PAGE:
When did OA become exclusively peer-reviewed articles?

Heather Morrison has a post about the “gratis v. libre” distinction that Peter Suber is suggesting as being more neutral than “weak vs. strong” when discussing the difference between open access as a way to read material and open access as a way to reuse material.

It’s a useful distinction. No, more than that, it’s a necessary distinction. And it allows people to start discussing whether “the goals” should be libre (which seems to be required by some of the OA declarations) or gratis (which opens readership–what a lot of us thought was the goal).

That’s why I featured it in Open access basics, the starting point for the PALINET Leadership Network’s cluster of articles on open access. (I believe I was one of the first to pick up on Suber’s usage–and note, with a little disappointment, that pretty much nobody but Suber has mentioned the PLN open access cluster. Too bad; I believe it’s a significant contribution and could use wider readership and discussion.)

Here’s the thing, though: Morrison includes this paragraph:

Since IJPE is not a peer-reviewed journal, the focus of the open access movement, it is not quite accurate to call IJPE OA – even though it is gratis, libre, and scholarly in nature.

Huh? Because the primary focus of the OA movement has been peer-reviewed articles, then anything else can’t be called OA? When did that happen?

The paragraph and those that follow do bring up another issue: Does “libre” mean anything at this point?

IJPE operates under a Creative Commons Attribution (BY), Noncommercial (NC), Sharealike (SA) license. That’s not the most restrictive CC license, but it certainly doesn’t remove the permission barriers that some people feel need to be removed: You can’t reuse IJPE material in commercial settings without permission, and the SA portion makes datamining and derivation a little tricky.

If I were to call Cites & Insights OA, I’d call it gratis, not libre, because I use a BY-NC license (but explicitly allow derivative works without requiring sharealike).

I would have left a shorter version of this as a comment at Morrison’s blog–but it doesn’t support comments.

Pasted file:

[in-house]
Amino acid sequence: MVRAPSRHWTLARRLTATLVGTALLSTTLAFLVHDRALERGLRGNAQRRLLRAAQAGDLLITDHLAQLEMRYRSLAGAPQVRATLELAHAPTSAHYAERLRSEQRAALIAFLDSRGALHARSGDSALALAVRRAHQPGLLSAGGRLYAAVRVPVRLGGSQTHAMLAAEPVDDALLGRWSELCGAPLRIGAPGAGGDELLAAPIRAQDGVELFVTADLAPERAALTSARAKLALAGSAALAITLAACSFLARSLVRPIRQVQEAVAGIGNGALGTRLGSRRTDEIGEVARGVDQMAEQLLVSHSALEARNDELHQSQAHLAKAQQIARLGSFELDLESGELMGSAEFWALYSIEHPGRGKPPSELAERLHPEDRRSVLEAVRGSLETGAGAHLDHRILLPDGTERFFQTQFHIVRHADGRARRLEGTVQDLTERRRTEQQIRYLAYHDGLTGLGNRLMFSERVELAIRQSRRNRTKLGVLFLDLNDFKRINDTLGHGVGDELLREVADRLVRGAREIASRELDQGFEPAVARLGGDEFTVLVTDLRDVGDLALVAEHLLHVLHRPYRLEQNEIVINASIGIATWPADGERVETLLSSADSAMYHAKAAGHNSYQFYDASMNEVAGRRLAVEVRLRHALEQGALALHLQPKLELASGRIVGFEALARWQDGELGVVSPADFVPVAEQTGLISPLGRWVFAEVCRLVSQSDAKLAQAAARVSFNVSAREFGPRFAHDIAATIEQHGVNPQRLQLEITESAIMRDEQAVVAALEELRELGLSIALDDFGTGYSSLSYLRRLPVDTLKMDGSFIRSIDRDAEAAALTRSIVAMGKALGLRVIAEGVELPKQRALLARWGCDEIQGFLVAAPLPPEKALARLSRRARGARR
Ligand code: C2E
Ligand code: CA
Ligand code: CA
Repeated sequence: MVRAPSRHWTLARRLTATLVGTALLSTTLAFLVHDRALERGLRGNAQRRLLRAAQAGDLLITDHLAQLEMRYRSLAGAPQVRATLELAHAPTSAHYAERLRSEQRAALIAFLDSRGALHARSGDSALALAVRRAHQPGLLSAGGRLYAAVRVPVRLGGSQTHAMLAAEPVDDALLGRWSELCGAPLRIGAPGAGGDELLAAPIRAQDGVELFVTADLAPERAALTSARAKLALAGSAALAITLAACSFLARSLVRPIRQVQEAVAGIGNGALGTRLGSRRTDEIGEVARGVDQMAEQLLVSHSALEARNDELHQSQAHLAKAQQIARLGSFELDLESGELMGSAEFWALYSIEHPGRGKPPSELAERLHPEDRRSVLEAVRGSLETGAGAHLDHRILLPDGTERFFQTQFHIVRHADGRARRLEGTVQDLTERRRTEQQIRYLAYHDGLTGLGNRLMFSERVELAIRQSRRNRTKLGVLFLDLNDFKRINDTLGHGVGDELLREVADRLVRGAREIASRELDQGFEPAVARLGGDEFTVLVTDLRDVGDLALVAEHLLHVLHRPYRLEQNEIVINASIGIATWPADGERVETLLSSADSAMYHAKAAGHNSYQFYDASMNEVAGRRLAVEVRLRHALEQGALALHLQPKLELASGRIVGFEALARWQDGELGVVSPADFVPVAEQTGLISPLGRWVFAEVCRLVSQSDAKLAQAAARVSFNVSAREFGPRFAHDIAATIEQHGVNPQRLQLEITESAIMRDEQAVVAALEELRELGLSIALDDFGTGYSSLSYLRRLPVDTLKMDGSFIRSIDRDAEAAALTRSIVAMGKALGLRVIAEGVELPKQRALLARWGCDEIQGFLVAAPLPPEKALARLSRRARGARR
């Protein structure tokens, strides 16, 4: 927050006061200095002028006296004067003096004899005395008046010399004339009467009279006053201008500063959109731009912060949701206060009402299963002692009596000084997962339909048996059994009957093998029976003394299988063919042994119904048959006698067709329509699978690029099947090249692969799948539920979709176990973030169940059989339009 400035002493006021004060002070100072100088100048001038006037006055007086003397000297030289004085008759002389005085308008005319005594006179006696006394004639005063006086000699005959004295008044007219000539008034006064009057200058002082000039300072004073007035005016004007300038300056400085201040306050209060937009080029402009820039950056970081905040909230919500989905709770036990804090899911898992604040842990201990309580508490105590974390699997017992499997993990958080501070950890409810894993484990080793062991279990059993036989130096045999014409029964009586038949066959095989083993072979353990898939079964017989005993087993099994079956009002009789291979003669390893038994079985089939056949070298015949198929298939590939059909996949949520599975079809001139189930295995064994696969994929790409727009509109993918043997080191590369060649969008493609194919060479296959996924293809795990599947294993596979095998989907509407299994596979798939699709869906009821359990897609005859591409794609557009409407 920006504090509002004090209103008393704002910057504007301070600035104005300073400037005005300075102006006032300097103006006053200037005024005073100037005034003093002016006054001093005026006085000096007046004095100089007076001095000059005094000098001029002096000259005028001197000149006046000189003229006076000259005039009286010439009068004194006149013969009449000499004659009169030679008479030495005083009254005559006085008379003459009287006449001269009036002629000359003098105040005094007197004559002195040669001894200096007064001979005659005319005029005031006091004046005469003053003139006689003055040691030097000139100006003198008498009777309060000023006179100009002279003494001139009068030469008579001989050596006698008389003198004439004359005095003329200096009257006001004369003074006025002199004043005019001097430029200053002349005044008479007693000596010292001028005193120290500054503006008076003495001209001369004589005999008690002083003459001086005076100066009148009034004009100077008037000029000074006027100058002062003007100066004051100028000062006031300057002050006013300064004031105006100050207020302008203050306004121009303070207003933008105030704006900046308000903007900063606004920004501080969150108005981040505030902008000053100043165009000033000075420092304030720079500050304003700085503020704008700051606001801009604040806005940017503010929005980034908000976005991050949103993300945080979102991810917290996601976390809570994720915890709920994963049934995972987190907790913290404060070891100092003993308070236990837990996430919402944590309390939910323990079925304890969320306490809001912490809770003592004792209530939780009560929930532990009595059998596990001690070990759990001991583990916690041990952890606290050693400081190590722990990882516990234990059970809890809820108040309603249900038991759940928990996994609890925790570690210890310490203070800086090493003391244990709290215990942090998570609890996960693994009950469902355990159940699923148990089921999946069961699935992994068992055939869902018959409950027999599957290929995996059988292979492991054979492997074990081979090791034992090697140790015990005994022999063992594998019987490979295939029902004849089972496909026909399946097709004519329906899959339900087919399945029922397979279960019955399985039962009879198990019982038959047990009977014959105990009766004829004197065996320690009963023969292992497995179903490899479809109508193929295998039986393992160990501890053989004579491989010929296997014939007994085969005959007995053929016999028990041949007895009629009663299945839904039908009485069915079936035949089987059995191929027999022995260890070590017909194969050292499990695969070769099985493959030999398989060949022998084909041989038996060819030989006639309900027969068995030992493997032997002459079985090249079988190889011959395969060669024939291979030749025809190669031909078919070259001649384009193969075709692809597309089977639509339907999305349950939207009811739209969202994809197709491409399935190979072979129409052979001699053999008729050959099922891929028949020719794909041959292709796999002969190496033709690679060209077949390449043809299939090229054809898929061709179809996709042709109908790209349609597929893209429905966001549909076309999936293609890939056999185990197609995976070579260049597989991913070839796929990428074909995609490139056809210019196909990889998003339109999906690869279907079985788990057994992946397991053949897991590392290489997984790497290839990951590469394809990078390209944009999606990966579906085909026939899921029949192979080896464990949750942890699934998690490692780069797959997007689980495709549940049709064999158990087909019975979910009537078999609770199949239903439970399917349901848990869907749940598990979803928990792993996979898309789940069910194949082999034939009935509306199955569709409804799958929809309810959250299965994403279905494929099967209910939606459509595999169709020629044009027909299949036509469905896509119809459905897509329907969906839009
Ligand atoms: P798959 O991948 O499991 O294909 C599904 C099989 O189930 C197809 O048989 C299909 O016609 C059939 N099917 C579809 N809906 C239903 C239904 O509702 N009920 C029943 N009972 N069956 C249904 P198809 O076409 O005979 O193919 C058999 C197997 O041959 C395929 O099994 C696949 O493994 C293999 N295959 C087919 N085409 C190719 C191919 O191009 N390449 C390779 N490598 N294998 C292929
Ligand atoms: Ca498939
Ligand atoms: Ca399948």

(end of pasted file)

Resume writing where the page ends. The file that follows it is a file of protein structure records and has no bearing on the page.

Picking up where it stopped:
Update: It may be useful to quote Peter Suber, from his longer Open access overview:

  • Royalty-free literature is the low-hanging fruit of OA, but OA needn’t be limited to royalty-free literature. OA to royalty-producing literature, like monographs and novels, is possible as soon as the authors consent. But because these authors will fear losing revenue, their consent is more difficult to obtain. They have to be persuaded either (1) that the benefits of OA exceed the value of their royalties, or (2) that OA will trigger a net increase in sales. However, there is growing evidence that both conditions are met for most research monographs. Nevertheless, this is still a minor front in the larger campaign for OA to royalty-free literature.
  • Nor need OA even be limited to literature. It can apply to any digital content, from raw and semi-raw data to learning objects, music, images, multi-media presentations, and software. It can apply to works that are born digital or to older works, like public-domain literature and cultural-heritage objects, digitized later in life.
  • I refer to “peer-reviewed research articles and their preprints” in my subtitle because it’s the focus of most OA activity and the focus of this overview, not because it sets the boundaries of OA.

There are plenty of issues and controversies around open access. This needn’t be one of them.

2 Responses to “When did OA become exclusively peer-reviewed articles?”

  1. Ugh, this kind of thing makes my head ache.

    But you knew that.

  2. This would be why I attempted putting the very first episode of LISTen in the E-LIS archive. OA doesn’t have to be print alone necessarily.